Economic Inequality: Differences in Developed and Developing Nations

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Margaret Cunningham

Margaret has taught many Biology and Environmental Science courses and has Master's degrees in Environmental Science and Education.

Expert Contributor
Joseph Shinn

Joe has a PhD in Economics from Temple University and has been teaching college-level courses for 10 years.

Economic inequality refers to the differences in wealth between individuals and populations. Learn about economic inequality and the differences in developed nations and developing nations. Updated: 09/17/2021

What Is Economic Inequality?

When you walk around almost any city or town, you can see different sized houses, different types of cars, and different activities occurring. These differences can be indicators of economic inequality, which is the difference between individuals or populations in terms of their wealth, assets, or income. Although most frequently you see differences in economic levels around your town, economic inequality can also be applied on a larger scale to the nations of the world.

Based on economics, the world has been divided into two types of countries. The two categories are based mainly on per capita income, which is the average income per person. The per capita income is calculated by taking the total national income for a country and dividing it by the number of people that live in the country. For example, if a small country has a total national income of $800,000 and a population of 20 people, then the per capita income is $40,000.

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  • 0:05 What Is Economic Inequality?
  • 1:11 Developed Nations
  • 2:40 Developing Nations
  • 5:13 Lesson Summary
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Developed Nations

The first economic category is developed nations, which can generally be categorized as countries that are more industrialized and have higher per capita income levels. To be considered a developed nation, a country generally has a per capita income around or above $12,000. Also, most developed countries have an average per capita income of approximately $38,000.

As of 2010, the list of developed nations included the United States, Canada, Japan, Republic of Korea, Australia, New Zealand, Scandinavia, Singapore, Taiwan, Israel, countries of Western Europe, and some Arab states. In 2012, the combined populations of these countries accounted for around 1.3 billion people. The populations of developed countries are generally more stable, and it is estimated that they will grow at a steady rate of around 7% over the next 40 years.

In addition to having high per capita income and stable population growth rates, developed nations are also characterized by their use of resources. In developed countries, people consume large amounts of natural resources per person and are estimated to consume almost 88% of the world's resources.

Developing Nations

The second economic category is developing nations, which is a broad term that includes countries that are less industrialized and have lower per capita income levels. Developing nations can be divided further into moderately developed or less developed countries.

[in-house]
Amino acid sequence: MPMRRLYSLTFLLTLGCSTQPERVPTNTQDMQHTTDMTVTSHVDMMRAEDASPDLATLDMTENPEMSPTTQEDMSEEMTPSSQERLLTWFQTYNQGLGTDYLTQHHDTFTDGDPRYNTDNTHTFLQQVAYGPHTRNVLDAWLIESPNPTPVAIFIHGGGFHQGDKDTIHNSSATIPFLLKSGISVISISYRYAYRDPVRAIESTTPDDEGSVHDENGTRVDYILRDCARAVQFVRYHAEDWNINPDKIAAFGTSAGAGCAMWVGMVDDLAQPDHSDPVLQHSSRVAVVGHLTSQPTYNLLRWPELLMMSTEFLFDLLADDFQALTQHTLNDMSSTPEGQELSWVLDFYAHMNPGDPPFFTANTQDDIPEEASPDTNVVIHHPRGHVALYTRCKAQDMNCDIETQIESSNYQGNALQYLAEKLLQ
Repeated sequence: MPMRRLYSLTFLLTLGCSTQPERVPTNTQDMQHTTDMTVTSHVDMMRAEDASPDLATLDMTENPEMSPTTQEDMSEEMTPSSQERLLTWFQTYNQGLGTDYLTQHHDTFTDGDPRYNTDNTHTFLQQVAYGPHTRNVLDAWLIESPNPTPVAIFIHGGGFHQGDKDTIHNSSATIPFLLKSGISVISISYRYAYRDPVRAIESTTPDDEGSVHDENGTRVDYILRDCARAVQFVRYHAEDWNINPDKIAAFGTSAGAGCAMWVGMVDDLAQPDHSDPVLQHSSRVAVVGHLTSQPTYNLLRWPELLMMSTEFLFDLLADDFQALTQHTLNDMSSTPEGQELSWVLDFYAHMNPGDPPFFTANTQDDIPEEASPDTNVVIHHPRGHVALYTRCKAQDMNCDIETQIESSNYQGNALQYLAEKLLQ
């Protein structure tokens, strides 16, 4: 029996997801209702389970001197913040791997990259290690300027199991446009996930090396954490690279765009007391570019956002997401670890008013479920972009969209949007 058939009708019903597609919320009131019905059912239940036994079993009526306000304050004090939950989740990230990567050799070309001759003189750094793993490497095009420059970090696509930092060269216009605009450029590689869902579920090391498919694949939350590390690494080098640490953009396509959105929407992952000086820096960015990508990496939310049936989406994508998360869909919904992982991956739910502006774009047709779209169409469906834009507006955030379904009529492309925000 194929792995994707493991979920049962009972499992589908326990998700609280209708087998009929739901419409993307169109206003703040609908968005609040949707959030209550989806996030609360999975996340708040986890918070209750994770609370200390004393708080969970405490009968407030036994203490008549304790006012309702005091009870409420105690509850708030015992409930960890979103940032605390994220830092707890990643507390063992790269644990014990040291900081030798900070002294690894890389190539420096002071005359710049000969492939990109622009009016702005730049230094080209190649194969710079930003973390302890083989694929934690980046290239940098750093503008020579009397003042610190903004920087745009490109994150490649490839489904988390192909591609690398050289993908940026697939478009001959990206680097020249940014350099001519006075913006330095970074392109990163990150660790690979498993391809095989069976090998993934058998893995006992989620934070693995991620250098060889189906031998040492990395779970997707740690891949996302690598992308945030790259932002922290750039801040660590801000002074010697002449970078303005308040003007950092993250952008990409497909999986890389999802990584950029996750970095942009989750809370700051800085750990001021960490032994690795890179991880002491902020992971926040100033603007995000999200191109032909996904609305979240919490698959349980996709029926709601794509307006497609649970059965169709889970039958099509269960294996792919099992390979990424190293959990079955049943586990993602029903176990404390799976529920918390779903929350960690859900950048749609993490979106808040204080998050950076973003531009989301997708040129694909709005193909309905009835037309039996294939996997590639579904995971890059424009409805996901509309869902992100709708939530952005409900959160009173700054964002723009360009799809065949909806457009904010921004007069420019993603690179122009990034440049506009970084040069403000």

Moderately developed countries have an approximate per capita income of between $1,000 and $12,000. The average per capita income for moderately developed countries is around $4,000. As of 2012, the list of moderately developed nations is very long and accounts for around 4.9 billion people. Some of the most recognizable countries that are considered moderately developed include Mexico, China, Indonesia, Jordan, Thailand, Fiji, and Ecuador. In addition to these specific countries, many others from Central America, South America, northern and southern Africa, southeastern Asia, Eastern Europe, the former U.S.S.R., and many Arab states, are all considered moderately developed countries.

Less developed countries are the second type of developing nations. They are characterized by having the lowest income, with a general per capita income of approximately less than $1,000. In many of these countries, the average per capita income is even lower, at around $500. The countries listed as less developed are found in eastern, western, and central Africa, India, and other countries in southern Asia. In 2012, there were around 0.8 billion people who lived in these countries and survived on very little income.

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Additional Activities

Additional Questions

  1. Define economic inequality. If there was zero economic inequality, what could be said about the citizens of that country?
  2. What can be said about a country's citizens as economic inequality grows? Specifically, as inequality grows, how does the poorest person's quality of life compare to the wealthiest person's quality of life change?
  3. What is per capita income? How is it calculated?
  4. Why is per capita income typically considered to be a good way to measure inequality between groups within a country or inequality between countries?
  5. What is a developed nation? In addition to describing the general characteristics of a developed nation, also discuss the general rule about how the amount of per capita income is needed for a country to be considered "developed."
  6. List three examples of developed nations. What are their per capita incomes? For proper comparison, all per capita income values should be presented in the currency of a single country (i.e., in U.S. Dollars).
  7. What is a developing nation? In addition to describing the general characteristics of a developing nation, also discuss the general rule about how the amount of per capita income is needed for a country to be considered "developing."
  8. Is a majority of the population living in developed countries or developing countries?

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